At Gateway Foundation Alcohol and Drug Treatment Centers, many parents reach out for help with a twenty-something who is living at home, unemployed or under employed. Parents worry that their child’s alcohol use or use of other substances is impacting their functioning, success, and happiness.  At this age, some young adults begin to show signs of a developing Substance Use Disorder because this time period in their life is usually filled with significant life changes, increased freedoms, and societal pressures. .

“Young adults we see in a treatment setting often desire independence, stable relationships, educational and career success, and fulfilment of goals and dreams.  When struggling with a Substance Use Disorder, it becomes difficult to see past the next day, and to take meaningful steps forward.  Time slows down, and people feel stuck or even hopeless that their dreams can become reality.” said Bennie Haywood, Program Director at Gateway Foundation.

According to “The Truth About Marijuana: International Statistics” of adults 26 or older who used marijuana before age 15:
62% went on to use cocaine at some point in their lives
9% went on to use heroin at least once
54% made some nonmedical use of mind-altering prescription drugs

“Addiction has an impact on every member of a household. I encourage parents to take an active role and educate themselves first about substance use disorder and then about the types of treatment available,” recommends Bennie Haywood.

You never stop loving and looking after your child, regardless of age.  Help in the launch to adulthood by staying informed. In our next Blog Series for Parents post, we will discuss the signs of addiction and what every parent should know.

Gateway is a recognized leader among behavioral health care providers in offering substance use disorder treatment, as well as treatment for individuals that are diagnosed with a co-occurring mental illness. To learn more about our treatment programs visit us at RecoverGateway.org.

Stress on the Road to Recovery

April is Natiroadonal Stress Awareness Month. According to the National Institute on Drug Abuse (NIDA), medical specialists believe that stress is the leading cause of relapse back into drug use. Research shows that the brain of those with substance use disorder is more hypersensitive to stress, which may provoke them to relieve their stress by returning to drugs.

 

 

For those in recovery, many stressors arise such as family/relationship conflicts, work, money and health concerns. It is important to pay attention to the signs your body is giving you to recognize stress.

  • Headaches
  • Neck or back pain
  • Stomach upset
  • Difficulty sleeping
  • Fatigue
  • Change in appetite
  • Irritability
  • Anxiety

Stress is often unavoidable. However, you can take a proactive role in acknowledging and calming the stress to avoid relapse. There are many healthy and practical ways to reduce stress and increase your chance of staying sober. Among these are: Exercise, talking it out (or write about it), breathing with purpose (yoga/meditation), and of course good old laughter.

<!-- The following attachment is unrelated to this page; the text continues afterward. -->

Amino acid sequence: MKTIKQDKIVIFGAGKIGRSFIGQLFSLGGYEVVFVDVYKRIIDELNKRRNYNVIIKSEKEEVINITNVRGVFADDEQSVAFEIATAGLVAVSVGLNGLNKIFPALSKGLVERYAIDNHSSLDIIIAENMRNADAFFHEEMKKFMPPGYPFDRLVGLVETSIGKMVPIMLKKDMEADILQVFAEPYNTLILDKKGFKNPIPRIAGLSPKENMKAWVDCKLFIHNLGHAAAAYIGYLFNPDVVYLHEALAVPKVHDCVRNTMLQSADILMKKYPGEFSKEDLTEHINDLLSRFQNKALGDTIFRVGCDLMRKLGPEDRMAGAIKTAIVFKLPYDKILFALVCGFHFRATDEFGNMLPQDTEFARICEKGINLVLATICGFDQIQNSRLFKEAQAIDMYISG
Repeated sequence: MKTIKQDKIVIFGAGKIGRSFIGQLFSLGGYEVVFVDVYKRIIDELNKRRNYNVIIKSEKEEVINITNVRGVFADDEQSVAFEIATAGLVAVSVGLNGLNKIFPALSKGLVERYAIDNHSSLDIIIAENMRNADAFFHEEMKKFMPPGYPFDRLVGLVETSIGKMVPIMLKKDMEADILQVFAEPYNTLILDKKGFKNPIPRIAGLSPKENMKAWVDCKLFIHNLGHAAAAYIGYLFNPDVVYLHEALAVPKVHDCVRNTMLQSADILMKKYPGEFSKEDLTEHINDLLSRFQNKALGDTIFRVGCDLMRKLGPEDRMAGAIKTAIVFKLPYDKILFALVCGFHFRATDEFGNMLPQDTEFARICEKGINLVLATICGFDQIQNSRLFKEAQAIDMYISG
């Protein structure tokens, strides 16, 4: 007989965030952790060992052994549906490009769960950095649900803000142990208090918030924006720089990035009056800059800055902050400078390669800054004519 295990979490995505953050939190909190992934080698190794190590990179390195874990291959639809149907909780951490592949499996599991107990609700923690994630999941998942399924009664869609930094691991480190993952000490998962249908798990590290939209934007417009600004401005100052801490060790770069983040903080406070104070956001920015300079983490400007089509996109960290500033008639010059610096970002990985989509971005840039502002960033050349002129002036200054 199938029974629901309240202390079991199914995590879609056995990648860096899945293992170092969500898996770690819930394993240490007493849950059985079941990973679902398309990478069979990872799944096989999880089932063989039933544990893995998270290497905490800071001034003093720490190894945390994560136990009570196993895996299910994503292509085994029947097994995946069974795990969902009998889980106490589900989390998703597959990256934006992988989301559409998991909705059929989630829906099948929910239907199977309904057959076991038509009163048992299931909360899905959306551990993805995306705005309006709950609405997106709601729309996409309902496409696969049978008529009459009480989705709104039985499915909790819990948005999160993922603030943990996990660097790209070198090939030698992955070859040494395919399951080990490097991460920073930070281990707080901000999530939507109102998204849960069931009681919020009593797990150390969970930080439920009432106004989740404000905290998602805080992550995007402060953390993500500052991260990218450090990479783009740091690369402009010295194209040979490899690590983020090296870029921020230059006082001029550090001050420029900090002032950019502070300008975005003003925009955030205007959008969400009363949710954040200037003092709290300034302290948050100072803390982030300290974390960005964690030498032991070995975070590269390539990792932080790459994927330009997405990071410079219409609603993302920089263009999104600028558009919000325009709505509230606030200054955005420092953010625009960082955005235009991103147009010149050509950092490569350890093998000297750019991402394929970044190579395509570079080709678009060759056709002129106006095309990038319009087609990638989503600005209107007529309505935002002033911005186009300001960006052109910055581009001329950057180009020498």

Most important is to recognize when you are experiencing stress and find your most healthy way to cope with it.

Can Low Self-Esteem Lead to Substance Abuse?

low self esteem, substance abuseLow self-esteem, a perception that one is inadequate, unlovable, unworthy and/or incompetent, often stems from exposure to dysfunctional behavior as a child. If children bear the brunt of anger, abandonment, abuse, neglect or continual negative criticism, it can lead to feelings of low self-worth.

With little to live up to, people with chronic self-esteem issues may take on behaviors that reinforce their feelings of inadequacy, including drug use. When people use drugs or alcohol as an artificial boost to self-esteem, they’re attempting to function in situations where they lack confidence.

Signs of Low Self-Esteem:

  • Overly critical of self and others and believes others view them in the same negative ways that they view themselves.
  • Makes a big deal about comments or behavior of others they view as inappropriate or offensive.
  • Only thinks about what goes on around them in terms of their own needs and wants.
  • Excessively submissive to authority figures.

With professional help, people who suffer with low self-esteem and substance abuse issues can enhance relationships by improving their coping and communication skills. Rather than reacting to preconceived notions, each person has the ability to learn how to resolve their disagreements with others in a healthy, productive manner.

“Treatment is about rebuilding self-esteem. Thanks to Gateway, I finally saw the beauty inside me. They helped me work through issues that were too heavy for me to tackle on my own—some issues were deeply buried since childhood,” explains Christine, a 25-year-old woman who completed treatment for alcohol and drug abuse at a Gateway Center located in Carbondale, IL.

Does someone you know suffer from low self-esteem combined with substance abuse? Gateway can help get life back on track. Call 877-505-HOPE (4673).